If you want an album that drops the bomb and makes you think, you need to check out Stose’s new EP “Civil Disobedience.” It will make you unforgettable with just sitting there and watching our world go to shit. Rapper Stose goes in a different direction than what is happening with the growing LGBT rap scene these days. This new aggressive EP “Civil Disobedience,” gives a nod to Rage Against the Machine, early Beastie Boys, and an overall pissed off vibe of a time when music meant something and had a powerful message to share. With songs like “Class War,” “Murder by the State,” and “Evolution/Revolution,” you won’t be able to sit there and be complacent with today’s current affairs. Stose himself is a gay rapper, but his music reflects the entire population, with no boundaries of gender, race, or sexual preference, but a common human experience of general unrest.
This EP is exactly what the music industry needs right now, to wake everyone the fuck up. Well done Stose, you’ve really come into your own in this new EP!
I’ve been making music for twelve years now, but this EP has affected me in a way I have never experienced as an artist. The content of this EP really took its toll on me, focusing so intently on what I find unjust in this world, was mentally taxing. Flooding my brain with so much negativity was overwhelming, but at the same time, it was cathartic. Since a young age, I’ve always had an insistent urge to question authority. The idea of “resistance” was an itch that needed to be scratched, especially in the presence of authority figures; figures who were over-bearing and had a superiority complex. I would make it my mission to exploit the rules set in place, especially ones I felt were unjust or unnecessary. I only challenged rules that needed to be questioned. For example, in high school I would constantly get in trouble for the way I dressed and presented myself. From the twelve-inch tall blue mohawk, to the leather jacket covered in studs. They hated it, all of it. I would hear “you could use those studs on your jacket as a weapon.” In which my response was “yeah, but I could also use that pair of scissors on your desk as a weapon..” which got me nothing but a few days of suspension.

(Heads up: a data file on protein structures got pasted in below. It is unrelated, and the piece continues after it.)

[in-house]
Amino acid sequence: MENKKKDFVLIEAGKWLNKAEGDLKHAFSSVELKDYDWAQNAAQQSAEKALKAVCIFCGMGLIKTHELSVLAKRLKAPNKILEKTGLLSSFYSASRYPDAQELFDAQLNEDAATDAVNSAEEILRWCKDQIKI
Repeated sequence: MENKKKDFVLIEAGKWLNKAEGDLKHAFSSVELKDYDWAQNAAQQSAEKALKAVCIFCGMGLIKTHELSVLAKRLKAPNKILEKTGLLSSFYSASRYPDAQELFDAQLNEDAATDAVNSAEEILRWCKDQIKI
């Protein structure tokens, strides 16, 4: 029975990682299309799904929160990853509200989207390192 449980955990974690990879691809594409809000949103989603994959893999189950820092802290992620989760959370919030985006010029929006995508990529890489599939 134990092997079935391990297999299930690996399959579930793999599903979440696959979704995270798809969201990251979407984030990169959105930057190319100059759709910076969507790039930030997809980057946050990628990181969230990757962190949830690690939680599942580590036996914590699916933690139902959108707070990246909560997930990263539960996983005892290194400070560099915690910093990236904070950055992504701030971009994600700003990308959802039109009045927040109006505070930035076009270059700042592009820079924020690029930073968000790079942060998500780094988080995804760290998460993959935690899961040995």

Living in Virginia and dressing the way I did certainly made things harder for me, but it was my choice. I did not feel connected with the majority of my peers. I didn’t get along with the over-privileged white kids in my school because I had nothing in common with them. I would sit and watch them interact with other classmates, and I don’t know if it was their wealth or their privilege, but they exuded conceitedness and even as a kid that bothered me. They bored me, their ideologies irked me and we certainly didn’t view the world from the same perspective. So I always had the need to set my self apart from them physically.
One day walking down the hallway with a bandana tied around my head, I hear “lose the headband, Tonto!” From an administrator? Culturally insensitive comments like that could be found in every corner of my high school. Then there was the time I got suspended another week for sewing a small patch on my vest that read “Fuck White Supremacy”.